U.S. Military Jet Crashes In Kyrgyzstan
A U.S. Air Force refueling jet has crashed in Kyrgyzstan near the Manas air base, according to Kyrgyzstan's Ministry of Emergency Situations (MChS).
The plane exploded in mid-air, said a local official, reports Kloop.kg: "The former mayor of the Panfilov region Taalaybek Sydykov said in an interview with Kloop.kg, that... 'Residents of the region who were working in the fields say that there was an explosion in the air and the plane fell behind the mountains.'" A couple of twitter users reported the same.
An MChS official told AFP that the plane, apparently KC-135 Stratotanker, crashed after taking off:
"According to my information, the plane broke up into three pieces. Information on the dead or wounded is being clarified. All the rescue services have gone to the scene," the ministry's press secretary Abdisharip Bekilov said.
The plane crashed near the mountain village of Chaldybar, around 200 kilometres from the capital Bishkek and close to the border with Kazakhstan, the emergency ministry spokesman said.
Information about who may have been on board is still sketchy, but CA-News reports, citing MChS sources, that there were five crew members on the flight.
The last crash of a KC-135 seems to have been in 1991.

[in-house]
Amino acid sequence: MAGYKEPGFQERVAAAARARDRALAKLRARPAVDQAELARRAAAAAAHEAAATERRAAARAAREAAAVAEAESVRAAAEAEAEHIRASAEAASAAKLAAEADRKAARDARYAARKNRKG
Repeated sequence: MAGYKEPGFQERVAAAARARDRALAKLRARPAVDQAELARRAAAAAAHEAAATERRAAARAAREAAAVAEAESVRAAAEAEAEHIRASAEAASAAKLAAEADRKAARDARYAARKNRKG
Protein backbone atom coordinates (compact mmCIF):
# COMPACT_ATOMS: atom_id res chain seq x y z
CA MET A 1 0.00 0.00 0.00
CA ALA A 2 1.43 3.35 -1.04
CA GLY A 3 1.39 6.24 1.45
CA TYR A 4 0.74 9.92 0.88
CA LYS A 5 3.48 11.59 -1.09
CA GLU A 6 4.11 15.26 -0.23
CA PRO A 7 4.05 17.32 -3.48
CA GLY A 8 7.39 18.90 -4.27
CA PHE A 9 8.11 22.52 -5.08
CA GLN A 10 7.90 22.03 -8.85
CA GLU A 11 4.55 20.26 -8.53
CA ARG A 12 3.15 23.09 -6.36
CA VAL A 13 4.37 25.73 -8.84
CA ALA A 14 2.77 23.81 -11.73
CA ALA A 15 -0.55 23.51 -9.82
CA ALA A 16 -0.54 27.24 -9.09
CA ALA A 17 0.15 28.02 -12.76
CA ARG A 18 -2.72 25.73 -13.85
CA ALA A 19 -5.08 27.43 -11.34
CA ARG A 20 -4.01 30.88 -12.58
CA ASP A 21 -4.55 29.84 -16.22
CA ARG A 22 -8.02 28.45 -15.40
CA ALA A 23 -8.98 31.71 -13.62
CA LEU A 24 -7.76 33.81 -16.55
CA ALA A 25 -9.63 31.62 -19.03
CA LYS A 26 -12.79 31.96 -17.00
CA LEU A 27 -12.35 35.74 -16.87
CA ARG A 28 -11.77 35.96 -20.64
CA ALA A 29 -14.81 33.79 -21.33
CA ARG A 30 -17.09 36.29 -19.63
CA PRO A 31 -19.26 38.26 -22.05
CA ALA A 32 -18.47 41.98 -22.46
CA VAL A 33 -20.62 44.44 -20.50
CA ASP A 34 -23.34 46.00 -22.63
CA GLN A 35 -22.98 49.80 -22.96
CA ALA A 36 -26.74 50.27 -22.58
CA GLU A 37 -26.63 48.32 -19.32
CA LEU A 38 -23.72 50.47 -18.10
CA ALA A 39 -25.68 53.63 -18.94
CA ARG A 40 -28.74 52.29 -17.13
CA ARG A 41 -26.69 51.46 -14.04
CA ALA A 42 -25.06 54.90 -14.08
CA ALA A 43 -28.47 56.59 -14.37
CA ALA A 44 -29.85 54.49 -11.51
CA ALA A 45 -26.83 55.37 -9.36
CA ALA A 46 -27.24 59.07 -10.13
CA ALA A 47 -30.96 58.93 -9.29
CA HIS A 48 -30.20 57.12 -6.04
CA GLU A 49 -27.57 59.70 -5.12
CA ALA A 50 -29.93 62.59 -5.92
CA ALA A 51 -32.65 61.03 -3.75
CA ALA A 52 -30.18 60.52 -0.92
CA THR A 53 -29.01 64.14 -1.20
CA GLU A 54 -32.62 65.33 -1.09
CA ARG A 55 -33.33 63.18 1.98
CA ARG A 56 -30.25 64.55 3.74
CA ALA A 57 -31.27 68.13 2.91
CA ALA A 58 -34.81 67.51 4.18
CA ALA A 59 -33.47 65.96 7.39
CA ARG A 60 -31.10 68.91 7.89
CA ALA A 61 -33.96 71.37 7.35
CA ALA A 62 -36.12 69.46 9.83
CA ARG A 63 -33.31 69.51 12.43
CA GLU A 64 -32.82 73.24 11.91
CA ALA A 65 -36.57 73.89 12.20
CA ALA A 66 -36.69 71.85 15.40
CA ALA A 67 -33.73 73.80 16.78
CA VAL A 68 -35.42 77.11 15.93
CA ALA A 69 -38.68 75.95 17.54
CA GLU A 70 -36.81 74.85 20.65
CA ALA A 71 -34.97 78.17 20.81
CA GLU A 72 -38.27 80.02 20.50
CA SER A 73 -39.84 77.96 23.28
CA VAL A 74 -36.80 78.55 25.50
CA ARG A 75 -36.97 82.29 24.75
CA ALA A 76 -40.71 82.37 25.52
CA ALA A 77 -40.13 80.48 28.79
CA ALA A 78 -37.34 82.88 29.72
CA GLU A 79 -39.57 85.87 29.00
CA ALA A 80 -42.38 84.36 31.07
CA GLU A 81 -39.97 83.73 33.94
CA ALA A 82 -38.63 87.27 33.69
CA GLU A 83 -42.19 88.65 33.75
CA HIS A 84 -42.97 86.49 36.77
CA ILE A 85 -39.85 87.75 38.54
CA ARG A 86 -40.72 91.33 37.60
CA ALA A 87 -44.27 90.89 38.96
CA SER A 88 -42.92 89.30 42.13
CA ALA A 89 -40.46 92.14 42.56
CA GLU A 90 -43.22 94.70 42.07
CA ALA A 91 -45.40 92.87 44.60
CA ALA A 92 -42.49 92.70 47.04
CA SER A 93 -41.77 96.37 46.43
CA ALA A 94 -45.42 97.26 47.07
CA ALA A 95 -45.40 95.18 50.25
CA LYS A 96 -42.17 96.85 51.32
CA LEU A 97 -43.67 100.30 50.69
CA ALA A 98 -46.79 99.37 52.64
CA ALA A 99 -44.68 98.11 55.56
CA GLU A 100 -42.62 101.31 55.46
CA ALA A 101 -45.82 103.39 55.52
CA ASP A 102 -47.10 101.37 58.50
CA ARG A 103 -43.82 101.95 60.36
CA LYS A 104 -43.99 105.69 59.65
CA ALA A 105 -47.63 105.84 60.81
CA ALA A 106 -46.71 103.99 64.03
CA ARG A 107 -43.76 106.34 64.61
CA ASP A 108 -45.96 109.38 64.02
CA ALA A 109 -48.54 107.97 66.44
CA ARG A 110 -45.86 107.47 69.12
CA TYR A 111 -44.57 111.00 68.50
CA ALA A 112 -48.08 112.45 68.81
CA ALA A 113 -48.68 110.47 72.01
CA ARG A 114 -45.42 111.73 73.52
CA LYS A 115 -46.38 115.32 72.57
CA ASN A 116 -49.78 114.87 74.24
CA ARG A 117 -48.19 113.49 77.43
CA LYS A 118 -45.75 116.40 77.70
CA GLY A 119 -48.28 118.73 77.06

So far there is no word from the U.S. military officials at Manas.
UPDATE: The U.S. Air Force has issued a statement:
A U.S. Air Force KC-135 tanker aircraft crashed today in northern Kyrgyzstan. Emergency response crews are on scene. The status of the three crew members is unknown.
The crew and aircraft are assigned to the Transit Center at Manas near Bishkek, Kyrgyzstan.
The cause of the crash is under investigation.
Kloop.kg has a very useful page that they continuously update with new information, if you read Russian. Even if you don't, they have a number of photos of the crash site.
Aviation blogger David Cenciotti notes that the Air Force removed ejection seats and parachutes from the KC-135:
Although it’s too early to say ejection seats or chutes may have saved the crew, we can’t but notice that the KC-135 has no ejection seats.
Actually, there is an escape hatch on the KC-135 but chutes were removed from the Stratotankers, bacause:
“KC-135s are not like other aircraft. They seldom have mishaps, and the likelihood a KC-135 crew member would ever need to use a parachute is extremely low,” according to an article published on the Air Force website.
Though one commenter says that the parachutes are added back again when the aircraft are deployed overseas. And some eyewitnesses reported seeing parachutes.
Joshua Kucera is the Turkey/Caucasus editor at Eurasianet, and author of The Bug Pit.
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